The body count in Mexico keeps rising.
The death toll in the northeastern state of Tamaulipas increased to 177 with the discovery of another 32 bodies in the past week.
And that's only in one region of the country.
The killing fields extend to the nearby states of Durango and Nuevo León and to the northwestern states of Sonora and Sinaloa, where so far this month authorities have found 68 bodies. They continue to dig for more.
The graves are discovered with such numbing regularity that "at this point nothing shocks us," wrote Miguel Carbonell in a column for the daily El Universal newspaper published Thursday.
The drumbeat of dead has prompted scattered marches by outraged citizens and a call by Roman Catholic Cardinal Norberto Rivera to end the "demented" levels of violence in the country.
"When will this end, Lord?" Rivera cried during a Holy Thursday Mass, according to the front-page reports of several daily newspapers.
"How many innocent people murdered by cowards? How many people kidnapped and extorted, tortured and violated, stripped of their dignity and their freedom, their belongings and their lives?"
The latest bodies were found in eight pits in the town of San Fernando, Tamaulipas state prosecutors said in a statement released late Thursday.
Authorities began exhuming corpses in San Fernando on April 1 after they were led to the site by suspects who confessed to kidnapping and killing bus passengers traveling through the area. It is the same region where authorities say the Zetas drug gang killed and buried 72 Central American migrants in August.
Prosecutors said that 122 of the unearthed bodies could be those of passengers, who began disappearing in late March. The other 53 were killed before the kidnappings, they said.
The Zetas are also suspected in the latest massacre. Federal prosecutors have detained more than 60 suspects in the case, including the alleged leader of the Zetas' San Fernando cell, Martin Estrada.
The motive for the bus abductions remains unclear, though prosecutors have suggested the gang may have been forcefully recruiting people to work for it.
Many of those who have disappeared are poor men from the Mexican countryside traveling to northern Mexico or heading to the United States in search for work. Most were never reported missing by their families out of fear.
But the widespread coverage of the clandestine graves has prompted 345 people who have missing relatives in Tamaulipas to come forward, state prosecutors say. So far, authorities have only identified one of the bodies from the pits: that of a Guatemalan migrant. They believe most of the victims are Mexican.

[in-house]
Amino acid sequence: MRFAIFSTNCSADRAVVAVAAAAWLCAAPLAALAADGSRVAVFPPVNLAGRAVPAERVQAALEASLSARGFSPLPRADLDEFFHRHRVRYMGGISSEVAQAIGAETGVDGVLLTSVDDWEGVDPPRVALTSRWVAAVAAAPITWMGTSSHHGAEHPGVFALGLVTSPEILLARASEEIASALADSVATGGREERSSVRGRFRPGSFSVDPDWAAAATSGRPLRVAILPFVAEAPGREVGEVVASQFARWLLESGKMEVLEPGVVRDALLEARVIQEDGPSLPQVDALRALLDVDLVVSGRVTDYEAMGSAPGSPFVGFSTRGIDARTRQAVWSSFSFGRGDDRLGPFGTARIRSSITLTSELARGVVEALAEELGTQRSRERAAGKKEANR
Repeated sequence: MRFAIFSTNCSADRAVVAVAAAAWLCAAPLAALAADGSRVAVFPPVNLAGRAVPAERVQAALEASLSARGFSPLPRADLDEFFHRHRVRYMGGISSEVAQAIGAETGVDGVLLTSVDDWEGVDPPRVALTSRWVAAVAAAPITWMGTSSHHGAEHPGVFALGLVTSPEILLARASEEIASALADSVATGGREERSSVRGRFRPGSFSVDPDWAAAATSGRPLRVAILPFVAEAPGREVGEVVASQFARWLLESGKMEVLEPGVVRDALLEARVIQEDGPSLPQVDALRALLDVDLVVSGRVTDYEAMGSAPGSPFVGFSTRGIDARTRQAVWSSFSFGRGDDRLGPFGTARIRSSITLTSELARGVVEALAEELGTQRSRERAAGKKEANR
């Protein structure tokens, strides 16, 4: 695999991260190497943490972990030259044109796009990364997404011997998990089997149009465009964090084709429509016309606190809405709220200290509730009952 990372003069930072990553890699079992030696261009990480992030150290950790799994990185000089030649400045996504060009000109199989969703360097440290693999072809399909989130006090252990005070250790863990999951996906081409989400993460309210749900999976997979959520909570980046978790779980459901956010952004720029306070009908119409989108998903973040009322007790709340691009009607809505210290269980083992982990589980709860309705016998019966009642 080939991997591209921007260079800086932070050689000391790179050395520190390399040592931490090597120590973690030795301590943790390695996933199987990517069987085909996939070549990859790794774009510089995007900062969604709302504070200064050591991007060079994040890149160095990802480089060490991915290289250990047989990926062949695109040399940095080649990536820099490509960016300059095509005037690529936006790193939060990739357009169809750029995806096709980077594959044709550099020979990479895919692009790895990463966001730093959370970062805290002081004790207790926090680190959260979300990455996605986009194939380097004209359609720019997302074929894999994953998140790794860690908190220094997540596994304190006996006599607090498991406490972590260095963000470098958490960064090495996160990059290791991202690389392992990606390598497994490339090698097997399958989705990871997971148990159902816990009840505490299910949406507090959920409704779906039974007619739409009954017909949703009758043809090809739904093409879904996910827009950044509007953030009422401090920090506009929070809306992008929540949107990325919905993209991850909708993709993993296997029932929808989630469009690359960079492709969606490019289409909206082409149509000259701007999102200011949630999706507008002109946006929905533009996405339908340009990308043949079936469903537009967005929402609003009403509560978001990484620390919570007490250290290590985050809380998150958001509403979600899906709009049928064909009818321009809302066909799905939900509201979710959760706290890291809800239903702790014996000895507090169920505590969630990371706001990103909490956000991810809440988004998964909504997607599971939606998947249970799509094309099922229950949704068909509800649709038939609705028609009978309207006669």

The harrowing discovery has also led several Mexican states to start keeping tallies of missing people.
The Zetas and rival Gulf Cartel have been locked in a vicious fight since last year in Tamaulipas and in neighboring states over lucrative drug transit routes to the U.S.
On Tuesday, federal police rescued 68 people, including 12 Central American migrants, in the border city of Reynosa, across from McAllen, Texas. Some of the victims told police they were taken by members of the Gulf drug cartel from buses heading to Reynosa's bus station or from the station itself. The route is frequently used by Central Americans seeking to enter the United States without documents.
The federal Public Safety Department said the group was rescued after federal agents went to a neighborhood in Reynosa to check on a tip and ran into two armed men, who ducked into a house where the kidnap victims were being held.
Eight Guatemalans, two Hondurans, a Salvadoran and a Panamanian were among those freed, the department said.
Cartel hit men have been increasingly using clandestine graves to dispose of their victims and their enemies as turf battles rage in several states.
Prosecutors in the state of Durango said Thursday they have recovered 37 bodies that were buried at a vacant lot in the state capital of the same name.
The grisly Holy Week discovery came just days after police found 10 complete bodies, three headless bodies and four severed heads in a pit in Durango, a state that has become a battleground between the Zetas and Sinaloa drug cartels.
Prosecutors did not say whether the bodies were found in small pits or, as in the case of the 177 bodies in Tamaulipas, in mass graves.
The steady stream of grizzly drug-related violence in Mexico has almost inoculated public opinion to every additional horrifying discovery, said Robert Pastor, director of the Center for North American Studies at American University in Washington.
"Americans have heard so many of these terrible reports, just like Mexicans, that they are not really sure what more there is to say or do," Pastor said. "Both our countries and governments are staggered by the atrocities and everyone is looking for some path to ending them but it keeps getting worse."
Based on reporting by The Associated Press.